All About Michele

My life, up until I turned twelve, was quite ordinary. I was the oldest of four children -- three girls and one boy. I was born in Washington, DC, lived in Maryland, and read a lot of books.

Michele at age 5

Then, shortly before I turned twelve, I started on a great adventure. My father was in the Foreign Service (that’s the part of the government that sends diplomats to other countries). On the Fourth of July that year, we got on a propeller plane (it was my first plane trip and a very long time ago) and flew half way around the world to India to live.

First we went to Madras, a city in south India. We lived in a hotel for three months before moving into our house. Then my sister, Diane, who was ten, and I were sent 400 miles away to a boarding school at a hill station even farther south. Kodaikanal was an American school especially for the children of missionaries, although there were kids from a lot of different countries whose fathers did other kinds of work, too.

Michele at age 12 holding a puppy
in the front yard of her home in Madras.

Because it was many years ago, at the school there were no TVs, no computers, cell phones, CD players or even telephones. What did we do for fun? We hiked in the surrounding hills, had skating parties and dances in the gym, watched movies sitting on folding chairs under the basketball nets, went for rowboat rides out on the lake, put on plays, and had taffy pulls.

If you’ve never had a taffy pull, they’re a lot of fun, especially if you’re a kid. First you start out with warm, thick, dark stuff that sticks to your hands if you don’t butter them first. Then you pull the taffy, fold it back together and pull it some more, until it turns a light, creamy color. After a while it’s too cool to pull, so you cut it up and eat it. Yum!

I liked going to the boarding school, although I always felt sad the day my parents left us there and went back to Madras each semester.

The second place we lived was in Bombay. By then I was 15. It was a very different experience because I went to a girl’s school in a former maharajah’s palace. Actually, it wasn’t all that glamorous – the maharajah and all of his fancy furniture had moved out long before the school was there. The many rooms were just classrooms filled with desks and girls in green and white checked uniforms (kids at all of the schools in the city wore uniforms – nobody wore regular clothes).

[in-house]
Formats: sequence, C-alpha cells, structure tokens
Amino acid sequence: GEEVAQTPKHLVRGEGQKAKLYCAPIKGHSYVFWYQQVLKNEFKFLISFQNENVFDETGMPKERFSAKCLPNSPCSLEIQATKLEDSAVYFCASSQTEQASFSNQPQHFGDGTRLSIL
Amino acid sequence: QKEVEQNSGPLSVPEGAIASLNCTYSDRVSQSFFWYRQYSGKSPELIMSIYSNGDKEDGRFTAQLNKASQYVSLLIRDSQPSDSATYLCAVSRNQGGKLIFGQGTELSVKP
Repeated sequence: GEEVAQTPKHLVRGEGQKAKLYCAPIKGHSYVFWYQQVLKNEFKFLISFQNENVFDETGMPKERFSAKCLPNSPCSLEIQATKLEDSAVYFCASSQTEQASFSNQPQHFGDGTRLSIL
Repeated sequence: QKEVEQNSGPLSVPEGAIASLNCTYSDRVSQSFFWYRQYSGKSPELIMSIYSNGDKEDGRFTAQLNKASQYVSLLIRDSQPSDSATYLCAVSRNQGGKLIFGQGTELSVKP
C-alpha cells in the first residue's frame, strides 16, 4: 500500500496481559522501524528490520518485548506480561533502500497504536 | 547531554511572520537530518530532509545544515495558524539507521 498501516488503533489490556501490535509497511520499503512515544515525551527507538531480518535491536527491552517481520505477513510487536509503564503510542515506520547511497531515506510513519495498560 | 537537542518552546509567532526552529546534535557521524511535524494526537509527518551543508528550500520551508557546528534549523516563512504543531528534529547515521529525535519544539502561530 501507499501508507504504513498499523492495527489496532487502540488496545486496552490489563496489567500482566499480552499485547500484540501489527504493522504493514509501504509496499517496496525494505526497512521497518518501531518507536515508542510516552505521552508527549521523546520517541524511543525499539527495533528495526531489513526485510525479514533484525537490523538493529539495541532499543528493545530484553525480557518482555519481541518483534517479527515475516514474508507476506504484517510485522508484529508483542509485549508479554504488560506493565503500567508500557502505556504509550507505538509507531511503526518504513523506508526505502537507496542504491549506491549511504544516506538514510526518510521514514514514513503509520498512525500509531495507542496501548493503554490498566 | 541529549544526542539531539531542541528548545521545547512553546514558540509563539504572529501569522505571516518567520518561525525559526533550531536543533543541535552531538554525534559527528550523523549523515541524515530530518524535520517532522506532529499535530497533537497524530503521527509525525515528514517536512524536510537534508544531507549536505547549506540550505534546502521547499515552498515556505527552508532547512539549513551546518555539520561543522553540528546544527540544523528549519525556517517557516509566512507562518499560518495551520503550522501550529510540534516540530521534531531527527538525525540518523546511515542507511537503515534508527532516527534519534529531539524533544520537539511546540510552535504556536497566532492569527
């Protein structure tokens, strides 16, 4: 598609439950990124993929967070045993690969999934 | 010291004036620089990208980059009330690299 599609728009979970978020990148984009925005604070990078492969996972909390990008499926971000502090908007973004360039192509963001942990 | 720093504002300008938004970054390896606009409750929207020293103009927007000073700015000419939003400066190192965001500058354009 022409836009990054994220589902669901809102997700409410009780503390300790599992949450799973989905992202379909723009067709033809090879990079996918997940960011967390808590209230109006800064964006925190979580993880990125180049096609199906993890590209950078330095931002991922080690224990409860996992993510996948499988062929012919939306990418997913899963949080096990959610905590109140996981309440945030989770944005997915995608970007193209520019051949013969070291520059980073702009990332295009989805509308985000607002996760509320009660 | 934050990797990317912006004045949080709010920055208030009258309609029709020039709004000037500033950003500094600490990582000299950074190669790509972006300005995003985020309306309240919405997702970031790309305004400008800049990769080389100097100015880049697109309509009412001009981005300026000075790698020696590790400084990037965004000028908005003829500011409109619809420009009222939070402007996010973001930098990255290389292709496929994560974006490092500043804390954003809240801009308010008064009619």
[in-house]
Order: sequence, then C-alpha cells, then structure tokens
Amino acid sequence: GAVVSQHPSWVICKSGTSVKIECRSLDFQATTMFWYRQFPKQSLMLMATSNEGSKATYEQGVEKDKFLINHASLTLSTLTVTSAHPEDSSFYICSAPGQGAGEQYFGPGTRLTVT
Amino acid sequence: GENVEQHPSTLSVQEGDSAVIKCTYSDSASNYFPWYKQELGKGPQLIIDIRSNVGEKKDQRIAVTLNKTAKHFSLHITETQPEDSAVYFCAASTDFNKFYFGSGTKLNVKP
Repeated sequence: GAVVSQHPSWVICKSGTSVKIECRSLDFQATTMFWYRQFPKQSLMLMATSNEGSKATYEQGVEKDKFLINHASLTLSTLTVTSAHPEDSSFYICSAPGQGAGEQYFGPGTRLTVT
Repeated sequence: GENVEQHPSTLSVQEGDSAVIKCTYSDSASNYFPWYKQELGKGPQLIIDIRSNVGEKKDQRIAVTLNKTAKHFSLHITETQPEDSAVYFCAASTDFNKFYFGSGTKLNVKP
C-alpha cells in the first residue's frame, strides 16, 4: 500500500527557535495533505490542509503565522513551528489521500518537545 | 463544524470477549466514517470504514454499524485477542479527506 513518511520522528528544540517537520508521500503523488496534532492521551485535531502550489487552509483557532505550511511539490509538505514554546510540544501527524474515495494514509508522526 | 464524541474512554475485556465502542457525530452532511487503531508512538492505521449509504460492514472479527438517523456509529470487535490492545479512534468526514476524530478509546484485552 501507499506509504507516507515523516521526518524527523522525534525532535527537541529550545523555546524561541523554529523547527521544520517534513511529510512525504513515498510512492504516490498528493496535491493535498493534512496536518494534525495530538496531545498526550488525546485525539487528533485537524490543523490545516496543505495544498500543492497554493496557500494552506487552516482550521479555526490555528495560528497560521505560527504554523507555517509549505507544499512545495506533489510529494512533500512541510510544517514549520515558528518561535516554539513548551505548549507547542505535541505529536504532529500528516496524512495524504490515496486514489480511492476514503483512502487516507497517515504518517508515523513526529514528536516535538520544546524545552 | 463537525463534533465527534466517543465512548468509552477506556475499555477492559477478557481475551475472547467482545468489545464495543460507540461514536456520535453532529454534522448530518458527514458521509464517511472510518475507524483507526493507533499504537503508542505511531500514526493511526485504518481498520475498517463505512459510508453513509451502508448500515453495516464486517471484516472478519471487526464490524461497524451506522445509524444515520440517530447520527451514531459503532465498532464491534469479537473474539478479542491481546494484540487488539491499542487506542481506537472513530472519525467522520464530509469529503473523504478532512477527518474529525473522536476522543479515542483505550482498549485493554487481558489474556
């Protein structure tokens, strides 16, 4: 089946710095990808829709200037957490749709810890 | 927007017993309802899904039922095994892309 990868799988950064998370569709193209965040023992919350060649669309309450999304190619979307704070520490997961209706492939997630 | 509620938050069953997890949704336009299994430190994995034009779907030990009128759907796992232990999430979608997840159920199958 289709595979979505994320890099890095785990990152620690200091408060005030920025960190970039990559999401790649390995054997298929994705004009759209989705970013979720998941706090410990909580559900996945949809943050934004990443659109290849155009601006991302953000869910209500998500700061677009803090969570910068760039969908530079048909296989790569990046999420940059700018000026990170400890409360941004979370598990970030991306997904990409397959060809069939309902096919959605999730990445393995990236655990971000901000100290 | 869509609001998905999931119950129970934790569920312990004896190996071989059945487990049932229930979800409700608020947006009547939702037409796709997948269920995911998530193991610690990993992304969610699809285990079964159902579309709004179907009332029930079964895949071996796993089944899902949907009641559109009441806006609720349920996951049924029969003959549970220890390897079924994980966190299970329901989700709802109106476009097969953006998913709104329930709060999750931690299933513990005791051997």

Walsingham House School in a
former maharajah's palace in Bombay.

My school had a beautiful view of the Arabian Sea and a grand marble staircase to the second floor that only the teachers were allowed to use. My three friends and I spent most of our free time at the local swimming pool, and we’re still friends today, even though one lives in Maine, one near Seattle, and one all the way in England. We even had a mini-reunion in Florida in 2002.

After my family left India, I was the new kid for my senior year at Montgomery Blair High School in Silver Spring, Maryland. The school was bigger than any school I had ever attended; in fact, the senior class was bigger than the entire student body of any school I had ever attended. But I managed to survive the year, and after I graduated, I spent the next four years at the University of Maryland, majoring in psychology.

I married my husband, Don, while I was still in college (I’d met him when he was a college student visiting his parents in India). We’ve been married a long time and have a grown son and daughter, and two little granddaughters.

I live in Florida and do a lot of writing. Sometimes I write articles for police magazines with a retired police lieutenant. We get to do lots of interesting things and I’ve learned a great deal about police work. I really appreciate everything the police do for us.

I love to hear from my readers, so if you’d like to send me an email, you can write to me at and  I’ll try to answer you as soon as I can.

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